A-Shares

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What are 'A-Shares'

A-shares is an expression designating shares that trade on the two Chinese stock exchanges, that is, the Shanghai Stock Exchange and the Shenzhen Stock Exchange. A-shares are shares of mainland China-based companies and were historically only available for purchase by mainland citizens since foreign investment was restricted. Since 2003, select foreign institutions are allowed to purchase them through a program called the Qualified Foreign Institutional Investor (QFII) system.

BREAKING DOWN 'A-Shares'

A-shares are defined in opposition to B-shares. B-shares are quoted in foreign currencies (such as the U.S. dollar) and are open to both domestic and foreign investment, although they are difficult to access for most Chinese investors, most notably for currency exchange reasons. A-shares, on the other hand, are only quoted in Chinese renminbi. Some companies have their stock listed on both the A-shares and B-shares market. Due to the limited access of Chinese investors to B-shares, stock of the same company often trades at much higher valuations on the A-shares market than on the B-shares market.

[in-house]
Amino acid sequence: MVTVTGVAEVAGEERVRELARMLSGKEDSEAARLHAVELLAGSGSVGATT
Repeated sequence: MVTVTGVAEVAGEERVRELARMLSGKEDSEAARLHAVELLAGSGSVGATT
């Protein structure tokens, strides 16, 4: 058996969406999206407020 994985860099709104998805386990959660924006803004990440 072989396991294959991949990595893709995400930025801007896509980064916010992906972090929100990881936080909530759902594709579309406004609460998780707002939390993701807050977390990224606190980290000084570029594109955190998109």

Of note, even though foreigners may now invest in A-shares, there is a monthly 20% limit on repatriation of funds to foreign countries.

Performance of A-shares

The key performance index for A-shares is published by the Shanghai Stock Exchange and is called the SSE 180 Index. To compose the index, the exchange selects 180 stocks listed on SSE. To ensure adequate representation, the selection is diversified between sector, size and liquidity. Thus, the index's performance benchmark reflects the overall situation and operation of the Shanghai securities market.

Since its inception in 1990, including a major reform in 2002, the index has seen great fluctuations but, overall, has grown along with the Chinese economy. 2015-2016 was a particularly difficult period, with a 52-week performance of -21.55% as of July 20, 2016.

Future of A-shares on the World's Markets

As China grows from an emergent market to attempt to become one of the advanced economies of the world, there is a tremendous amount of demand for Chinese equity. Regulators at the stock exchanges continue the ongoing process of attempting to make A-shares more broadly available to foreign investments and having them recognized by the world's investors.

As of July 2016, this was still a struggle. Independent provider of research-driven insights and tools for institutional investors MCSI, in July 2016, declined to add mainland-traded Chinese A-shares in its key emerging market index. The main reasons for this were concerns over market accessibility and the monthly limit on capital repatriation for foreigners.

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